Tuesday, August 14, 2018

The Ties That Bind

At first glance, they seem like simple satin bows. To be sure, they were beautifully crafted - each meticulously sewn together and accented with a lacy applique and trailing ribbons of delicate pearls.

My mother-in-law Marie made them for my sister-in-law Kathy's wedding in 1992. She designed a hanger that fit perfectly over the end of the pews at the Stafford United Methodist Church.

Jill was a flower girl at that wedding. I can't remember for sure, but I think she probably helped attach those bows on every other pew down the center aisle before Kathy's wedding to Dave.

After Marie died in 1996, our house became the repository for the pew bows. As Kathy said, they had been designed especially for the Stafford UMC, so we should keep them safe. When Jill got married in August nine years ago, the pew bows again adorned the aisle.
Eric and Jill's first look moment - Jill's wedding photos by Gina Dreher, Wichita
When Randy gave Jill "away" during the service on August 8, 2009, neither of his parents were there physically. But those bows that Jill's Grandma Marie had made 17 years before were a silent testimony to their presence in spirit in a church that was the family's "home" for three generations.
Randy & Jill at her wedding, August 2009
Last Friday, a different bride's young nephews and her niece hung the bows before wedding rehearsal, while I followed behind and fluffed them, making sure they were flush against the dark wood and the ribbons and pearls were cascading just so.

If I counted correctly, Lauren was the eighth bride to use the pew bows.
The bows had also adorned the aisles for Lauren's two older sisters' weddings at Stafford UMC and for at least two other weddings besides our family's.
Jill & Eric - August 2009
The brides all had Marie's bows in common. Other central components were the two wedding banners Lauren's mom - my friend Kim - had commissioned before their oldest daughter, Kristen's, wedding. She shared them for Jill's wedding, too. And, by the way, Kristen accompanied me on the piano as I sang for Lauren's wedding. Life came full circle, since Kristen used to be one of the little singers in my Joyful Noise choir at Sunday School. She now teaches those same songs to a new generation.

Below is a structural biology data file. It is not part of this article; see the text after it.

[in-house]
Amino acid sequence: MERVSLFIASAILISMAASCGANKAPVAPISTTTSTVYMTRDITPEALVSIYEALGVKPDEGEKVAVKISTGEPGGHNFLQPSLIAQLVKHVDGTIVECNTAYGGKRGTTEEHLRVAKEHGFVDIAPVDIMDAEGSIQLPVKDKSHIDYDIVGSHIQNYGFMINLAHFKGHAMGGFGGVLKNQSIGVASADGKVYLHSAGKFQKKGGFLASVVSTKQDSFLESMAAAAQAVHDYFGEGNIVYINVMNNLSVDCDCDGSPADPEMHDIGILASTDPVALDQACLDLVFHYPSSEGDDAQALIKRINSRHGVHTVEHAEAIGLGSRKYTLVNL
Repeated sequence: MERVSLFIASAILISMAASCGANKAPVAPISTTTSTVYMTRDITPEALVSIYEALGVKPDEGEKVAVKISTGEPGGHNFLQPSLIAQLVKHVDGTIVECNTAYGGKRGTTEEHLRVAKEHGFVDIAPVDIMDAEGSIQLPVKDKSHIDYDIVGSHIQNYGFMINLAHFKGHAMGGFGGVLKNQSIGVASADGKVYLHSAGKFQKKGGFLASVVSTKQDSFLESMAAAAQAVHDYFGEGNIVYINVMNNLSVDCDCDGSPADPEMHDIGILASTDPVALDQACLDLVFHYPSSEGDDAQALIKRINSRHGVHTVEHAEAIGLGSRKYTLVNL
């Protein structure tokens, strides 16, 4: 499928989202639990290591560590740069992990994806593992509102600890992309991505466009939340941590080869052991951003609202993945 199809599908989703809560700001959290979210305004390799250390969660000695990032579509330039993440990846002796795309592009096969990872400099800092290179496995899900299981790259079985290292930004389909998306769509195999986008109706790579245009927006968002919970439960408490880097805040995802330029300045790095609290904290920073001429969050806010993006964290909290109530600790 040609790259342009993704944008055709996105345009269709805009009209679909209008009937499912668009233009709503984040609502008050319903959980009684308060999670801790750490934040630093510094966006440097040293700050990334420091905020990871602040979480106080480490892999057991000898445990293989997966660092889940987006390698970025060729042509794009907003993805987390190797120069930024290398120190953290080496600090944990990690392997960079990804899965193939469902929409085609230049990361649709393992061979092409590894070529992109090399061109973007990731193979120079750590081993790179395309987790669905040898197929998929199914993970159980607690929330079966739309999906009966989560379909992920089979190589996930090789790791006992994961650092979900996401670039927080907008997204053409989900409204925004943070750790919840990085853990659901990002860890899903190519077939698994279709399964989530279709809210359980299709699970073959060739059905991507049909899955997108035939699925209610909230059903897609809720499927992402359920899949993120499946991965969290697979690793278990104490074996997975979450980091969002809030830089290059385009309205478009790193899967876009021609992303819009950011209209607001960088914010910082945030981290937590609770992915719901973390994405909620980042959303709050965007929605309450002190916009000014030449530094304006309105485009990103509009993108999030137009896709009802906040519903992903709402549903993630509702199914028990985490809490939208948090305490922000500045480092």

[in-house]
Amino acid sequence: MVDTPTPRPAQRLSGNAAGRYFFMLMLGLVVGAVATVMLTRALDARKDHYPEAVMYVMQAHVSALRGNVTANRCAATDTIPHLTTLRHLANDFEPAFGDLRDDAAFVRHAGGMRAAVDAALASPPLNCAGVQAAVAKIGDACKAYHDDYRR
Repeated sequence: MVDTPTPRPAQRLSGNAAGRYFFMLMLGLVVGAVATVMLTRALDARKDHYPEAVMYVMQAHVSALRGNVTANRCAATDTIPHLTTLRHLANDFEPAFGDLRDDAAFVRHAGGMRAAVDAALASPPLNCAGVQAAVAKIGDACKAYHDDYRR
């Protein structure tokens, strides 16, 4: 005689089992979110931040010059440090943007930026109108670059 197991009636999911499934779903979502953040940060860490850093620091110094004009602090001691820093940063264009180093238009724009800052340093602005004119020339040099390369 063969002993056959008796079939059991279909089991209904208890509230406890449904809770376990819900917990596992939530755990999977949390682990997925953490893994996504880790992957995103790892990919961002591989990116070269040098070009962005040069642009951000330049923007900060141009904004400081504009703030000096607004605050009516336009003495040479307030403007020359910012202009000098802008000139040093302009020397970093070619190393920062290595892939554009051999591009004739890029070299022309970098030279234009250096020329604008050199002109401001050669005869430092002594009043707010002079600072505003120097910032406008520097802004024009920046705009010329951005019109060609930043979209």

The ties that bind a church family are much stronger than those delicate pearl ribbons hanging from satin bows.
Randy and I were two of the hosts at Lauren and Cory's wedding reception on Saturday. Lauren's parents - Boyd and Kim - were hosts at Jill's and Eric's wedding nine years ago along with Tami and Steve, who also were hosts for Lauren. ...

The ties that bind.

Once upon a time, these brides and grooms were skipping forward together for children's sermon at church. Now, some of them are the mommys and daddys who cringe when their offspring start to "over share" during children's time.

Time comes full circle. After helping to clean up following the reception, Kim came up, hugged us and said she couldn't imagine doing life without good friends - the ones who will get their clothes sticky with punch, trudge up and down stairs carrying gifts and pull down decorations after the bride and groom have departed into a stream of bubbles. We've all gladly been there and done it for each other.

I'm thankful for that, too. It reminded me of a favorite song by Christian recording artist Mark Schultz, who just happens to be a fellow Kansan. It's called "Cloud of Witnesses." Here are a few of the lyrics.

We watched them runnin' down the aisles,
Children's time, Sunday morning.
The preacher asked them who they loved,
They all smiled and started pointing to their mom,
Their dad,
The teacher from their kindergarten class;
And each and every one
Had just come from

A cloud of witnesses
That would see them through the years
Cheer them with a smile
And pray them through the tears
A cloud of witnesses that would see them to the end,
And shower them with love that never ends
A cloud of witnesses. ...

Whether it's sharing bows made a quarter century ago or refilling a canister with lemonade and heaps of ice at a hot August wedding reception or sharing a strawberry cake at a funeral dinner or becoming the Sunday School teacher in the very room where you used to be the student ...

and in a million more ways ....

... there's a cloud of witnesses who are there to cheer us on on this race we call life.

It sounds like a good way to be a church family.

It was a weekend of wedding memories. Just a few days after Jill and Eric celebrated their 9th wedding anniversary on August 8, my parents celebrated their 65th on August 12. My brother put together this collage using photos from a history book my mom compiled for each of the grandchildren.
What a wonderful legacy!


  1. What a wonderful, blessed tradition.

    1. It's been a blessings to share life - and the bows - with good friends.

  2. How wonderful and amazing - 65 years! I love how you have created this post.

    1. Thanks, Helen. It was a wedding week with our daughter's anniversary, my parents' milestone day and the brand new beginning for our friends' daughter and her new husband.